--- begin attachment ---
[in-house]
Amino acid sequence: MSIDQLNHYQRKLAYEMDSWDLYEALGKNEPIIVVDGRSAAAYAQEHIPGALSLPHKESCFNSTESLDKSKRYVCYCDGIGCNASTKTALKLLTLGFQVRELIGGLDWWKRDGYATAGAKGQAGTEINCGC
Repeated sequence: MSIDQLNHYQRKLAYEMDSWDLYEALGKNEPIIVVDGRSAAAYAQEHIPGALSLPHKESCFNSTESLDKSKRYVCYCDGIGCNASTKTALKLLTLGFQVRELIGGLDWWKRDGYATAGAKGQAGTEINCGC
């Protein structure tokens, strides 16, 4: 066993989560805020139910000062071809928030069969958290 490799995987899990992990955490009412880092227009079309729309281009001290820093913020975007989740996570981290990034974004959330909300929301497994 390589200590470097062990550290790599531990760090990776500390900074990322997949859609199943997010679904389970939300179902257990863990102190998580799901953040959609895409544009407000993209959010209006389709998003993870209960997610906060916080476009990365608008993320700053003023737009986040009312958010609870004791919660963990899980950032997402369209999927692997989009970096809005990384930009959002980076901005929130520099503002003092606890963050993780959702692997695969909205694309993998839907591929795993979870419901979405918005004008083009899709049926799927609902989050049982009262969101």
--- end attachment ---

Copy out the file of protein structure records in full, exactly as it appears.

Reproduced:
[in-house]
Amino acid sequence: MSIDQLNHYQRKLAYEMDSWDLYEALGKNEPIIVVDGRSAAAYAQEHIPGALSLPHKESCFNSTESLDKSKRYVCYCDGIGCNASTKTALKLLTLGFQVRELIGGLDWWKRDGYATAGAKGQAGTEINCGC
Repeated sequence: MSIDQLNHYQRKLAYEMDSWDLYEALGKNEPIIVVDGRSAAAYAQEHIPGALSLPHKESCFNSTESLDKSKRYVCYCDGIGCNASTKTALKLLTLGFQVRELIGGLDWWKRDGYATAGAKGQAGTEINCGC
């Protein structure tokens, strides 16, 4: 066993989560805020139910000062071809928030069969958290 490799995987899990992990955490009412880092227009079309729309281009001290820093913020975007989740996570981290990034974004959330909300929301497994 390589200590470097062990550290790599531990760090990776500390900074990322997949859609199943997010679904389970939300179902257990863990102190998580799901953040959609895409544009407000993209959010209006389709998003993870209960997610906060916080476009990365608008993320700053003023737009986040009312958010609870004791919660963990899980950032997402369209999927692997989009970096809005990384930009959002980076901005929130520099503002003092606890963050993780959702692997695969909205694309993998839907591929795993979870419901979405918005004008083009899709049926799927609902989050049982009262969101």